Although many of the more popular dishes are found throughout the nation, Greece’s various regions have their own culinary specialities. Santorini has many wonderful flavors and delicacies to offer its visitors. Fava beans and white aubergines are essential flavors of the island, as well as the goats’ cheese called “Chloro“.
Though uncomplicated the food of the islands is nevertheless sophisticated in its strong palates and rich flavours. Some recipes have their roots in ancient Greek and Roman dishes and others are inspired by elaborate Venetian cuisine, with strong Eastern flavors, often knit together. The culinary traditions of all these cultures have influenced Greek island cooking, which relies on local flavourful ingredients, with recipes handed down through generations
Simple, but never plain, mediterranean cuisine is remarkable for its health benefits and ingenious combination of flavors and palates. The sharing of food whenever a family or a bunch of friends gather around the table is typical of the traditional Greek way of life. The meal often begins with some ouzo, the aniseed-flavored greek drink or raki (equally strong, but unscented), normally served with a communal course of Mezedes, little plates containing various kinds of cold and hot foods offered together with pieces of fresh bread and pita (flat bread).
Some of the most favoured summer dishes is the medley of baked vegetables (“briam“) as well as stuffed peppers and tomatoes (“gemista”), where rice is cooked with onion, garlic, herbs and stuffed into the hollowed vegetables, which are then baked.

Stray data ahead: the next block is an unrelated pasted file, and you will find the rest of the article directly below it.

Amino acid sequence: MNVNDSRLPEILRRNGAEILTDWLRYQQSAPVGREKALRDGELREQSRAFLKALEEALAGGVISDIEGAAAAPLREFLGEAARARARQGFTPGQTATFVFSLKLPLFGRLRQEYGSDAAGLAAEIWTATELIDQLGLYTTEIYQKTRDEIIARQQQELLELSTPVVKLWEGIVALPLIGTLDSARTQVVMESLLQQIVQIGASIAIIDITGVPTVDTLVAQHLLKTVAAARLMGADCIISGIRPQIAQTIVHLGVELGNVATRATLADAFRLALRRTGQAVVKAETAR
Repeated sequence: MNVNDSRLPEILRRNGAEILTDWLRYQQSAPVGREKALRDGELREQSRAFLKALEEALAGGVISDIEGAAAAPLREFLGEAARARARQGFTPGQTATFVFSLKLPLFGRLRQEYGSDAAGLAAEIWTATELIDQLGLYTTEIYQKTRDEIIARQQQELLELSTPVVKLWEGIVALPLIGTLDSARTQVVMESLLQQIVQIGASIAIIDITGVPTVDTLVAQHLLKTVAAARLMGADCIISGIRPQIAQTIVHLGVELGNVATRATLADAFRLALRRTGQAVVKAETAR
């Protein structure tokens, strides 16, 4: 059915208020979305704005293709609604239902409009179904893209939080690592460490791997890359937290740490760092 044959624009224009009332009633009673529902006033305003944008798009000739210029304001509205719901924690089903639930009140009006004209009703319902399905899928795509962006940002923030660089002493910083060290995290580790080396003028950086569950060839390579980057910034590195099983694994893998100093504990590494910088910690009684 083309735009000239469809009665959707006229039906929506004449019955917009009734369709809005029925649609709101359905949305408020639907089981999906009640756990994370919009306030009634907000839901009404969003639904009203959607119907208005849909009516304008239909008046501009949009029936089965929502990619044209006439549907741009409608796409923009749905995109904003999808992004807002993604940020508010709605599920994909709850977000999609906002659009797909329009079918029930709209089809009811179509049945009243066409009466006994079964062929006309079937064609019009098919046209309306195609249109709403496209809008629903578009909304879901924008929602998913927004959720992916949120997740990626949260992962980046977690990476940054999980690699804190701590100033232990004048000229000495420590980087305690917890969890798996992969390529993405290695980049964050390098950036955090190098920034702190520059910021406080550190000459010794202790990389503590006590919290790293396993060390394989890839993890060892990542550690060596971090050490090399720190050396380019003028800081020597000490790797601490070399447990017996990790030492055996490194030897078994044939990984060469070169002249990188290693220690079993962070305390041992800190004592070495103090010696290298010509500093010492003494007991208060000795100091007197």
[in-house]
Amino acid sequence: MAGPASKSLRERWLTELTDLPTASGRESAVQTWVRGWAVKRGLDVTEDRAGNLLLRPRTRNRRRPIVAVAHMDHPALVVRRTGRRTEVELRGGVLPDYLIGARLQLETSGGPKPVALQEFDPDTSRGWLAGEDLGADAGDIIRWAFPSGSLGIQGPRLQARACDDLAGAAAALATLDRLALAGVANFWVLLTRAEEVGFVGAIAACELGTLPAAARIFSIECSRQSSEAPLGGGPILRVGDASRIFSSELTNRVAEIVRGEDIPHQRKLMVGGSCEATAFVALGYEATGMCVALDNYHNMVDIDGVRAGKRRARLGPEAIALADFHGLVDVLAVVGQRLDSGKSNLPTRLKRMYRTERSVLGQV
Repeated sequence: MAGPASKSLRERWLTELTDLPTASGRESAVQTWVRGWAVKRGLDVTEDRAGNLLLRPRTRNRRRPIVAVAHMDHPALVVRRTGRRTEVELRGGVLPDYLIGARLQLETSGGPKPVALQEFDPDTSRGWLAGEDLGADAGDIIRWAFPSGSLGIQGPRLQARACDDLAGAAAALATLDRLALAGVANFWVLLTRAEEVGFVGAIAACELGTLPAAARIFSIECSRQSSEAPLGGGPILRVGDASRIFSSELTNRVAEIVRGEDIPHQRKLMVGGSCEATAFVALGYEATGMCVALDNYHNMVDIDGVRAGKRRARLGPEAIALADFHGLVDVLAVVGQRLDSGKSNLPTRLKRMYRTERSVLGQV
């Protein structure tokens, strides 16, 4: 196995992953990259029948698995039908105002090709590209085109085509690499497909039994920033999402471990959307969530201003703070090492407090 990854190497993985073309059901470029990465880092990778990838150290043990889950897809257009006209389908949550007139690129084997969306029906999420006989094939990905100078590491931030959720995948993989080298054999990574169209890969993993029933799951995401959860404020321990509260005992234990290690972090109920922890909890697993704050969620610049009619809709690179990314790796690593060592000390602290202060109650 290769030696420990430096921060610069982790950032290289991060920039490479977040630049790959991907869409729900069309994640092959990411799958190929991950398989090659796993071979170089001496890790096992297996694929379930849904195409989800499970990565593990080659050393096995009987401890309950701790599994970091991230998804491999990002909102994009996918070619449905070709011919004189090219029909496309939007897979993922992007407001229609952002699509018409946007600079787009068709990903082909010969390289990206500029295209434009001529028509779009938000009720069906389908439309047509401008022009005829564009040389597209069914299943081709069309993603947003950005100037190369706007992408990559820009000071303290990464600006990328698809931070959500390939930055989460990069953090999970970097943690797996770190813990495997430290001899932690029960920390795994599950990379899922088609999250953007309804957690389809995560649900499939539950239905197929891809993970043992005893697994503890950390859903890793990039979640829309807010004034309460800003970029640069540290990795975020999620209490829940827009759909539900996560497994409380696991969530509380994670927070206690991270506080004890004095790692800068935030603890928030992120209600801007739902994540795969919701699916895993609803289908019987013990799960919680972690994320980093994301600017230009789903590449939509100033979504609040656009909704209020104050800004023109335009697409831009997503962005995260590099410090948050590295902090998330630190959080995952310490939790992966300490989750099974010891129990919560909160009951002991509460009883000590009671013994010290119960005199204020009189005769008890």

The “pites“ (meaning closed pies) of the islands are diverse and wonderful, topped with cheese, herbs and olive oil. They have a delightful crunchy texture and are usually served at room temperature.
Just as the fruit and vegetables in this land of blazing sun and scarce rains, are small but intensely flavored, so the fish of the aegean are neither large nor plentiful, but exceptionally delicious. The seafood is divine, especially when served alongside some local wine or some traditional Ouzo.
The island of Santorini is famed for it’s amazing sunsets but also for it’s great wines. Santorini has a thriving wine industry, well adapted to the volcanic soils of the island, with vines pruned to form low spiraling baskets with the grapes draped inwards, in order to protect them from the chilling winds. The main grape variety is Assyrtiko. All vines’ main source of water in Santorini is the nocturnal dew and sea mist.
Another famed wine produced on the island is Vinsanto, which is a sweet and strong dessert wine. The wine is made from white sun-dried grapes and is barrel aged, which is responsible for its dark colour and strength. The local wines are mostly dry, with a strong citrus scent and a slight sulphurous flavor resulting from the volcanic soils.